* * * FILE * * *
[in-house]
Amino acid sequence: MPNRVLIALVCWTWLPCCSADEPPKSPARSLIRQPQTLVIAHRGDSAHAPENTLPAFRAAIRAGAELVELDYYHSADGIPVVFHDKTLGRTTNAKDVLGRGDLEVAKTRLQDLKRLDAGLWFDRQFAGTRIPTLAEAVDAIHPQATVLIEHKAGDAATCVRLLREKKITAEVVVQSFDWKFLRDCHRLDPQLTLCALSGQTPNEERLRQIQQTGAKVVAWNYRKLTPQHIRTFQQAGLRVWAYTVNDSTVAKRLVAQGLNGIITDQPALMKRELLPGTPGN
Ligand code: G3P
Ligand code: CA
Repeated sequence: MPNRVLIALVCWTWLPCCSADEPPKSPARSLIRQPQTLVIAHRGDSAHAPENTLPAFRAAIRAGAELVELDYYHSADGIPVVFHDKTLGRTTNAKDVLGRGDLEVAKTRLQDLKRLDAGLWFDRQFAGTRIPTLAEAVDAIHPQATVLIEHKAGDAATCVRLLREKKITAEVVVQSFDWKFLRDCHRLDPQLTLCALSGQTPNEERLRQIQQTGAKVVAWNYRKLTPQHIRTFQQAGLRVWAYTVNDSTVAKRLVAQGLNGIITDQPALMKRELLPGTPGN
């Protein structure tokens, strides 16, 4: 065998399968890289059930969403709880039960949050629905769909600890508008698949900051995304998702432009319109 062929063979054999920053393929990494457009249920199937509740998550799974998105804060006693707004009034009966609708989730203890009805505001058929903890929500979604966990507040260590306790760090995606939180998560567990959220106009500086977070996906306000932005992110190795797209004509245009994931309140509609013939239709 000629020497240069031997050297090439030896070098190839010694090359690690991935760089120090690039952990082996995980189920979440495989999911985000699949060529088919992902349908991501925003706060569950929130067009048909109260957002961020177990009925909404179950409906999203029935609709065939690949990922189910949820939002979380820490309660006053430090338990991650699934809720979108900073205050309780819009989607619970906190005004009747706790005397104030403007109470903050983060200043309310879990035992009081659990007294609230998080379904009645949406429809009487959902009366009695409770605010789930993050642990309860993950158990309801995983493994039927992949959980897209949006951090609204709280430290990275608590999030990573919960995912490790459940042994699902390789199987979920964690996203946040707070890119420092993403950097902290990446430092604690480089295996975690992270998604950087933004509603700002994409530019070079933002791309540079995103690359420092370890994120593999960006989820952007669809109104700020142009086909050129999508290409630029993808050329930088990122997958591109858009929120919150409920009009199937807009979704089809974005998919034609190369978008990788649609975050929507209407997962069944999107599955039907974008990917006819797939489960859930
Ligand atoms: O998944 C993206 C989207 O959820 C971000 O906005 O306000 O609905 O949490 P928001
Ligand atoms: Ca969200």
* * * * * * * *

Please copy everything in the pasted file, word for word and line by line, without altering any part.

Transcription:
[in-house]
Amino acid sequence: MPNRVLIALVCWTWLPCCSADEPPKSPARSLIRQPQTLVIAHRGDSAHAPENTLPAFRAAIRAGAELVELDYYHSADGIPVVFHDKTLGRTTNAKDVLGRGDLEVAKTRLQDLKRLDAGLWFDRQFAGTRIPTLAEAVDAIHPQATVLIEHKAGDAATCVRLLREKKITAEVVVQSFDWKFLRDCHRLDPQLTLCALSGQTPNEERLRQIQQTGAKVVAWNYRKLTPQHIRTFQQAGLRVWAYTVNDSTVAKRLVAQGLNGIITDQPALMKRELLPGTPGN
Ligand code: G3P
Ligand code: CA
Repeated sequence: MPNRVLIALVCWTWLPCCSADEPPKSPARSLIRQPQTLVIAHRGDSAHAPENTLPAFRAAIRAGAELVELDYYHSADGIPVVFHDKTLGRTTNAKDVLGRGDLEVAKTRLQDLKRLDAGLWFDRQFAGTRIPTLAEAVDAIHPQATVLIEHKAGDAATCVRLLREKKITAEVVVQSFDWKFLRDCHRLDPQLTLCALSGQTPNEERLRQIQQTGAKVVAWNYRKLTPQHIRTFQQAGLRVWAYTVNDSTVAKRLVAQGLNGIITDQPALMKRELLPGTPGN
């Protein structure tokens, strides 16, 4: 065998399968890289059930969403709880039960949050629905769909600890508008698949900051995304998702432009319109 062929063979054999920053393929990494457009249920199937509740998550799974998105804060006693707004009034009966609708989730203890009805505001058929903890929500979604966990507040260590306790760090995606939180998560567990959220106009500086977070996906306000932005992110190795797209004509245009994931309140509609013939239709 000629020497240069031997050297090439030896070098190839010694090359690690991935760089120090690039952990082996995980189920979440495989999911985000699949060529088919992902349908991501925003706060569950929130067009048909109260957002961020177990009925909404179950409906999203029935609709065939690949990922189910949820939002979380820490309660006053430090338990991650699934809720979108900073205050309780819009989607619970906190005004009747706790005397104030403007109470903050983060200043309310879990035992009081659990007294609230998080379904009645949406429809009487959902009366009695409770605010789930993050642990309860993950158990309801995983493994039927992949959980897209949006951090609204709280430290990275608590999030990573919960995912490790459940042994699902390789199987979920964690996203946040707070890119420092993403950097902290990446430092604690480089295996975690992270998604950087933004509603700002994409530019070079933002791309540079995103690359420092370890994120593999960006989820952007669809109104700020142009086909050129999508290409630029993808050329930088990122997958591109858009929120919150409920009009199937807009979704089809974005998919034609190369978008990788649609975050929507209407997962069944999107599955039907974008990917006819797939489960859930
Ligand atoms: O998944 C993206 C989207 O959820 C971000 O906005 O306000 O609905 O949490 P928001
Ligand atoms: Ca969200």